If you are not familiar, let me take you through the day. First, I met up with some of my friends from the Twitterverse to drive to Philly. It was nice meeting folks with whom I've interacted online. Of course, that was only the beginning of the meetings. After arriving at the University of Pennsylvania, we registered, got our wi-fi codes and some swag and then we were off to the session board to see what was offered for the day. The board filled up fairly quickly. Different participants came up and posted sessions that they were volunteering to present. Could it be? A professional development day that does not have an expert? Ah, there's the rub, the participants ARE the experts! As the sessions got posted, they were quickly uploaded to a Google Doc so that we didn't have to stand in front of the board to see them. They were accessible electronically all day.
After some very brief opening remarks welcoming everyone, thanking sponsors and organizers, and explaining the rules of edcamp, we were off to our first chosen sessions. I decided to go to a session on using Edmodo in the classroom. It was conducted by a third grade teacher from Virginia and was very interactive. While most moderators would be thrown by audience members interjecting, questioning, and adding, at an Edcamp, it is expected. The leader keeps the conversation going and provides a framework within which the group can learn. I learned a great deal from the presenter as well as from the knowledge base that sat in the room.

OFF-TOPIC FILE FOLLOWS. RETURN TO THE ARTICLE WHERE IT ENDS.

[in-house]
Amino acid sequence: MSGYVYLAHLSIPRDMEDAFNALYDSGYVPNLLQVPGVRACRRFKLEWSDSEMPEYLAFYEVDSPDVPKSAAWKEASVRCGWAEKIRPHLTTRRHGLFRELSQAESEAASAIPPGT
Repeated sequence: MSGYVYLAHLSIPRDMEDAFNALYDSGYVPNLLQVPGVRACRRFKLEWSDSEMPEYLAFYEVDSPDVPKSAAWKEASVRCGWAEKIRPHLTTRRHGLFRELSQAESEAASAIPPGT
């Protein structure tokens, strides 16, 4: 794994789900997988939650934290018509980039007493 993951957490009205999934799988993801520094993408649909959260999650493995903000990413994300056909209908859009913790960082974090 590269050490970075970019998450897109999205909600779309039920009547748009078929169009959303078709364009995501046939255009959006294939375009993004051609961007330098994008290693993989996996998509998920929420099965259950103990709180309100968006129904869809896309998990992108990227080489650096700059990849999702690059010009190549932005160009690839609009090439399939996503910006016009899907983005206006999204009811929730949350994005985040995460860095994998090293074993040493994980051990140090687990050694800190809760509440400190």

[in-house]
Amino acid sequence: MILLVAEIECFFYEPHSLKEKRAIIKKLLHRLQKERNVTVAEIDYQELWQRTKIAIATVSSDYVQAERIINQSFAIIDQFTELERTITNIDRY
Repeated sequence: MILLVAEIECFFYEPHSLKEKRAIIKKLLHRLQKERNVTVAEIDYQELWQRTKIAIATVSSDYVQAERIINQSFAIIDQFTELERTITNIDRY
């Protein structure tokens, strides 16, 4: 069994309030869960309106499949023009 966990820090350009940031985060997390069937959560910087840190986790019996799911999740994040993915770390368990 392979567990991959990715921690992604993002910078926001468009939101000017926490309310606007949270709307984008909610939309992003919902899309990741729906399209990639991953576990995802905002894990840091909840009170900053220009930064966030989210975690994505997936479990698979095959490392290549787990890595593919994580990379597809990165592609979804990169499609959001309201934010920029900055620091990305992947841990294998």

My subsequent sessions were similar. One was on Skype in the classroom. Another was about the flipped classroom. It was a day that I felt mattered and I truly enjoyed. Why? Because I felt like a true participant rather than a passive consumer of information and concepts being dispensed by a guru (that does have it's place, but not here.) Another fantastic part of the day was lunch. A group of NJ educators who are connected on Twitter all got together for lunch at a local restaurant. This involved more professional conversation, as well as a great deal of fun! An added bonus was a visit from @Joe_Mazza of eFACE fame.
The day ended with a Smackdown. As we sat in the room awaiting this Edcamp tradition, I asked my friends if this was going to hurt. They just laughed and said, "wait and see." It turns out a Smackdown is an opportunity for anyone who wishes to get up and go to the computer up front and demonstrate a useful technology tool, app, game, etc. The catch is that you only have one minute. This was a great way to leave with many new resources to investigate. It is amazing what people are using out there!